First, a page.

Here's How Modern Technology Is Revolutionizing the Art World

Today's art enjoys a medium for endless creation and could well last forever, thanks to modern technology


When you think of Classical Greek marble sculptures, you would be forgiven if whitewashed, chipped off marbles first come to mind. You probably start to imagine somewhere along the lines of the famous Elgin marbles in their armless, headless glory, now on display in the Duveen Gallery of the British Museum. According to German Archaeologist Vinzenz Brinkmann however, the historic sculptures were not at all that plain to begin with.

Brinkmann’s travelling exhibition, titled ‘Gods in Color’ (below), is a result of over two decades of research, featuring ancient polychromy or the brightly painted, original appearance of ancient sculpture and architecture. His studies concluded that the original statues were as vividly painted as their lives were depicted in ancient scriptures – a far cry from the ones we see in museums. Time had reduced the statues to lifeless forms of their former selves, lacking in colour as much as limb. Art wore away through the centuries because its era lacked proper measures to last the pieces through the ages.

While Classical Greek marble sculptures are at best reconstructed to mirror its former glory, today’s art would likely see a better fate. No matter its value, art enjoys a security like never before, preserved by modern technology that ensures survival beyond lifetimes. The future generations would have the luxury of admiring these historical mementos in its truest state. 

Aside from prolonging the lifespan of art, modern technology brings the advent of new possibilities. Art becomes an experience, transporting you to fascinating worlds beyond your imagination. The list is endless -- and growing -- including buildings dramatically morphing by way of 3 dimensional projections. The revolution of Art is certainly not without the gift of technology, whether it is to impart an eternal youthfulness to a painting, or to unlock an innovative medium for self-expression. Here are some ways modern technology is revolutionizing the art world:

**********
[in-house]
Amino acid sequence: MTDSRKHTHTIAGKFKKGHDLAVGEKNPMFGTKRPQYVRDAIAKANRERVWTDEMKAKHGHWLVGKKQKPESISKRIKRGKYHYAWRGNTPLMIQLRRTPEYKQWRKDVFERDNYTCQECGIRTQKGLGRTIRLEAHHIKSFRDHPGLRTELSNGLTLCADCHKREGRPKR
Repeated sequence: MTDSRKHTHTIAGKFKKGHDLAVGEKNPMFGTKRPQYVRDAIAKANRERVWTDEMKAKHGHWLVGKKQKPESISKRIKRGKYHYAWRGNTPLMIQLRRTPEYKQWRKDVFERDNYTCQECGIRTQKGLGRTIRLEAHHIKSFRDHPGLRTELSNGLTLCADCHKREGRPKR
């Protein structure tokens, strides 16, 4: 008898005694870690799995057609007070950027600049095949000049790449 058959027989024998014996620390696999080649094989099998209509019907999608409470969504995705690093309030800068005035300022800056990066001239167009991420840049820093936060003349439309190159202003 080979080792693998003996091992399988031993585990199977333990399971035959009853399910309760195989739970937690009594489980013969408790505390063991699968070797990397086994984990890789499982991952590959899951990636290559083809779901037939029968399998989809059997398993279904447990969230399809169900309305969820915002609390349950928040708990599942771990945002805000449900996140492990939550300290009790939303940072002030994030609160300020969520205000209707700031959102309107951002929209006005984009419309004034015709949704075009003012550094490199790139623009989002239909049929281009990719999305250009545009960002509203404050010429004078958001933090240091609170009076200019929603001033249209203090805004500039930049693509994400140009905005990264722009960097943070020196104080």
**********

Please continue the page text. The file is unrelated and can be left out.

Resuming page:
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Preserving the Lifespan of Art

Most things in life lose lustre over time. Though paintings grow dull and sculptures chip away, modern technology has enabled art with a new lease of life, preserving the terrors of time by plunging each piece into the beauty of slow motion. Take El Greco’s Saint Martin and the Beggar, for example. The Saint Martin and the Beggar was a notable 16th century piece by the prolific Renaissance artist spanning one meter by two meters. Around the 20th century, varnish was applied to the famous painting, by then desperately in need of conservation treatment.

Video: In the Conservation Lab: El Greco’s Saint Martin and
the Beggar at the National Gallery of Art

According to the National Gallery of Art's senior conservator of paintings, Ann Hoenigswald, the varnish has begun to alter the colours with its yellowed hue.

“[The varnish] is so thick that it distorts the natural character of the paint,” notes Hoenigswald in the video. “You don't see the brushwork or the energy that was intended.”

Hoenigswald personally rolls tiny swabs of cotton on wooden picks as she cleans the canvas by the millimetre, to avoid infringing on any contrasting pigments with different solubilities. Scientists also used advanced equipment including microscopes, infrared cameras and x-rays to examine for possible damages to the original painting by penetrating outer layers of paint.